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Supreme Court ponders privacy rights for petition signers

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By Robert Barnes
Washington Post Staff Writer
Thursday, April 29, 2010

The Supreme Court seemed skeptical Wednesday that the Constitution offers protection to individuals who fear harassment over their signature on referendum petitions, with the toughest questioning coming from Justice Antonin Scalia.

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James Bopp Jr., representing voters in Washington state who objected to disclosure of their signatures on petitions challenging a gay-rights law, told the justices that "the First Amendment protects citizens from intimidation resulting from compelled disclosure of their identity."

Scalia, the first to question Bopp's assertion, was unrelenting in his opposition.

"The fact is that running a democracy takes a certain amount of civic courage," Scalia said. "And the First Amendment does not protect you from criticism or even nasty phone calls."

In a turnabout from the court's usual deliberations, Scalia teamed with liberal Justices Ruth Bader Ginsburg and Sonia Sotomayor as Bopp's sharpest inquisitors. Justice Samuel A. Alito Jr. and Chief Justice John G. Roberts Jr. were more challenging of Washington Attorney General Robert M. McKenna, who said the state had a legitimate interest in making sure the petition process was open to the public.

Alito asked whether the state could compel a petition-signer to reveal his or her religion or ethnicity. "I would like to know how far you want to go," he asked McKenna.

McKenna said he didn't think either would be legitimate state interests.

The case, John Doe v. Reed, arose out of a 2009 Washington law that allows gay couples and those older than 65 to register as domestic partners; it was called the "everything but marriage" act. Opponents of the law sought to repeal it and gathered enough signatures to put Referendum 71 on the ballot. Voters upheld the law in November.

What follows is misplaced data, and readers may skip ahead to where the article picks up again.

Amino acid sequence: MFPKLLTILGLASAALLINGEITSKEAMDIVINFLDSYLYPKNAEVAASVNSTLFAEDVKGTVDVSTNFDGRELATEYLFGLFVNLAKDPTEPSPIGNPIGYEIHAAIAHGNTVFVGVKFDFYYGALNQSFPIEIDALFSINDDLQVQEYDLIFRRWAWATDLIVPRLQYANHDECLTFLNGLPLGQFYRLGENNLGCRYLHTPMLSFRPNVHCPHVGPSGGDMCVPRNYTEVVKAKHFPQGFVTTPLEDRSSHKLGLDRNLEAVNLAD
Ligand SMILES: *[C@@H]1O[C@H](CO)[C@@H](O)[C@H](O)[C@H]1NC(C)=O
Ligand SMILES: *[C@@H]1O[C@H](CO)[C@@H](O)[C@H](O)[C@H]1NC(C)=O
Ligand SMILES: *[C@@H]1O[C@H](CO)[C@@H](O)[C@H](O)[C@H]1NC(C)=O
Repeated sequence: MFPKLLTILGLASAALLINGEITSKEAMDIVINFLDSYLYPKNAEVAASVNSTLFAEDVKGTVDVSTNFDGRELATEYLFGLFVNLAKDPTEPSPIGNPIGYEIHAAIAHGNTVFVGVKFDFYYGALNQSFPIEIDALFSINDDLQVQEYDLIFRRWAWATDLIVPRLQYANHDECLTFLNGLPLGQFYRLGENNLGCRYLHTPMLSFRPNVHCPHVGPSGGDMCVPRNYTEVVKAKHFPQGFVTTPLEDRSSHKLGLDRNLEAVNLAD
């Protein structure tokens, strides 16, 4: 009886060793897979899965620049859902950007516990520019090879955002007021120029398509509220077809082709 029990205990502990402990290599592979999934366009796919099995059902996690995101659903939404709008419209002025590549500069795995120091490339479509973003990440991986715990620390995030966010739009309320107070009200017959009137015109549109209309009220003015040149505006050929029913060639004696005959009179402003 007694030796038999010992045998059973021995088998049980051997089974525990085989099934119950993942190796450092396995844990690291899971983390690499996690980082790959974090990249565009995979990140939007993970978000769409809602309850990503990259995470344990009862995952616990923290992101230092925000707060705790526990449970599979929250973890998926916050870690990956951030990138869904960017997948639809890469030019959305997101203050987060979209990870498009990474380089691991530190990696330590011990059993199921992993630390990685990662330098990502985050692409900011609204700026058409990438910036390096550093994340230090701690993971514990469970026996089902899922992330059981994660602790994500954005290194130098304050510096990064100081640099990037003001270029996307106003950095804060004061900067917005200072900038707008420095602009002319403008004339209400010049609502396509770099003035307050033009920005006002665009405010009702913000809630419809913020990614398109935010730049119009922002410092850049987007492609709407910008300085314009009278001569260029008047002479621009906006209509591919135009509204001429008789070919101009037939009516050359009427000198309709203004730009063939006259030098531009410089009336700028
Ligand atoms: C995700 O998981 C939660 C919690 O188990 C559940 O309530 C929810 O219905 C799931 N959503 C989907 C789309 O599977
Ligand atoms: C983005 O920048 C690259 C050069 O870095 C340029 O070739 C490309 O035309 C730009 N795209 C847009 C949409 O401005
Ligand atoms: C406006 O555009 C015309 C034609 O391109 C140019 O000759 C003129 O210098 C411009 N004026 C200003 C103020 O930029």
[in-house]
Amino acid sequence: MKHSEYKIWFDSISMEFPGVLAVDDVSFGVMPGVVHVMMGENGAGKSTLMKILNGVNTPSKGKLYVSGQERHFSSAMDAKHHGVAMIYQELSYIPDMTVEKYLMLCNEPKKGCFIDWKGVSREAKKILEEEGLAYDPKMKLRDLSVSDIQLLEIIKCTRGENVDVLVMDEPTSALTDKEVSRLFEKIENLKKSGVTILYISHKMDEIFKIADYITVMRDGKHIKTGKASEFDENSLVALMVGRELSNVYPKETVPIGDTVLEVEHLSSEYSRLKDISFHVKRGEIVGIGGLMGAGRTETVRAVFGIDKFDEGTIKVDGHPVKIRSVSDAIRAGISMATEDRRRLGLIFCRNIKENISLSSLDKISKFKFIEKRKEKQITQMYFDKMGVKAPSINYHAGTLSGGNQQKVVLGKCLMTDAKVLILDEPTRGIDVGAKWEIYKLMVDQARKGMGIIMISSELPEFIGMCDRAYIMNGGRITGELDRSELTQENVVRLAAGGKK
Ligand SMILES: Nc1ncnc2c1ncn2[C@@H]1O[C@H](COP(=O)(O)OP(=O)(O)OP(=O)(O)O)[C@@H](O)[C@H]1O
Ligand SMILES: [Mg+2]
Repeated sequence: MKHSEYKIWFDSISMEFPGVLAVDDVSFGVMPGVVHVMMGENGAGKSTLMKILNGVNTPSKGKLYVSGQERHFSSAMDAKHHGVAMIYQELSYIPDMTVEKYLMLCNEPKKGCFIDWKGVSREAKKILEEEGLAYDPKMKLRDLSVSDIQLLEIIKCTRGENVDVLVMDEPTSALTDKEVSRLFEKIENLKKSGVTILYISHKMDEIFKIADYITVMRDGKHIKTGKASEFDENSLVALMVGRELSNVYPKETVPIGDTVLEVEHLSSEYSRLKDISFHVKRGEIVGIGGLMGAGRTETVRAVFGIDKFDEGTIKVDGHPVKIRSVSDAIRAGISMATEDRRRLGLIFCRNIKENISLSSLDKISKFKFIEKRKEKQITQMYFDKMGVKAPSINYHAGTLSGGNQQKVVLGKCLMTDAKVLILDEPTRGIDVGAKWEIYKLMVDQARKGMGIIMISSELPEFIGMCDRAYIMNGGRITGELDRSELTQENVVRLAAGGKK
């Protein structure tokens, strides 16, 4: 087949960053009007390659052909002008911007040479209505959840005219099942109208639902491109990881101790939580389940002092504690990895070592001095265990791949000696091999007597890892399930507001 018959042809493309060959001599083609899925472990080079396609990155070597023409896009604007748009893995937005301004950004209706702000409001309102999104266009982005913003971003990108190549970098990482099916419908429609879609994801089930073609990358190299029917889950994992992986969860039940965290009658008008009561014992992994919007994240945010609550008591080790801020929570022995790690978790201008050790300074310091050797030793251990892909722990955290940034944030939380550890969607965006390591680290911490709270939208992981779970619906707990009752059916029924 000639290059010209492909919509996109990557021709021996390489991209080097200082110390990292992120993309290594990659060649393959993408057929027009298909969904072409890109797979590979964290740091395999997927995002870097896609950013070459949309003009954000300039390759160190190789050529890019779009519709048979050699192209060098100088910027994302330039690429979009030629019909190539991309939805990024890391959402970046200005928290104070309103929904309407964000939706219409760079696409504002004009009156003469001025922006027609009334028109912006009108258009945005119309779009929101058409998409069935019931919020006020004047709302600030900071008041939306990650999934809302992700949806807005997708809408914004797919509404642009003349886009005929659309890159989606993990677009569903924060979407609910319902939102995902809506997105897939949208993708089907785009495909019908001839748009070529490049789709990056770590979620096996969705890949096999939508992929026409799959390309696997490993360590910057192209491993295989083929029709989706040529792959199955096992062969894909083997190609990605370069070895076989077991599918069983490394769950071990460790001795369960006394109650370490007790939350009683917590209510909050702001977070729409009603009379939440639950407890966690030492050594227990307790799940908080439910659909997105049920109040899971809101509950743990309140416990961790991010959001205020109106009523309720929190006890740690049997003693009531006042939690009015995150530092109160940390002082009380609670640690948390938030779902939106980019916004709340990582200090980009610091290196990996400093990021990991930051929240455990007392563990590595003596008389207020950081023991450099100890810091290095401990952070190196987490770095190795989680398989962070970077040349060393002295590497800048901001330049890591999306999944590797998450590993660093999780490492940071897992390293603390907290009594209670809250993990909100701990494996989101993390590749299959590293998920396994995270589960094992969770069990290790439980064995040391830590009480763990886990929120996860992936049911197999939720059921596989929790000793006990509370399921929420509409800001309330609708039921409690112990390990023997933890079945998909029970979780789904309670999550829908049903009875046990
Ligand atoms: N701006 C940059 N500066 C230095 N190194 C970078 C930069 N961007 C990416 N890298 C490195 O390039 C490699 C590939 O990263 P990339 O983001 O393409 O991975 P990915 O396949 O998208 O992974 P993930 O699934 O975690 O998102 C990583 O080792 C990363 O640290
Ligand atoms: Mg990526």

During the campaign, groups that supported the law requested the names of signatories to the repeal petition under Washington's public records laws. The signers persuaded a federal court to forbid the disclosure, saying it violated their constitutional rights to engage in anonymous political speech and would subject them to harassment. The Supreme Court, with Justice John Paul Stevens objecting, agreed the injunction should remain in place while the high court considered the case.

The backdrop to the case is California's Proposition 8. Individuals who donated to the referendum campaign to overturn a state Supreme Court decision legalizing same-sex marriages said that they were subjected to harassment, threats and economic recriminations.

Bopp said Washington has a right to the information in order to validate the petitions. But he said there was no reason for the public to have access and said the only reason others would want the information was to intimidate the signers.

"Oh, this is such a touchy-feely, oh, so sensitive," Scalia said, drawing laughter. "You know, you can't run a democracy this way, with everybody being afraid of having his political positions known."

Bopp shot back: "I'm sorry, Justice Scalia, but the campaign manager of this initiative had his family sleep in his living room because of the threats."

"Well, that's bad," Scalia replied. "The threats should be moved against vigorously, but just because there can be criminal activity doesn't mean that you -- you have to eliminate a procedure that is otherwise perfectly reasonable."

Roberts asked whether "having your name revealed on a petition of this sort might have a chilling effect on whether you sign it."

McKenna said the interest was not the same and compared the petition disclosure requirements to having to register with a political party or reveal that you have donated to a campaign or candidate.


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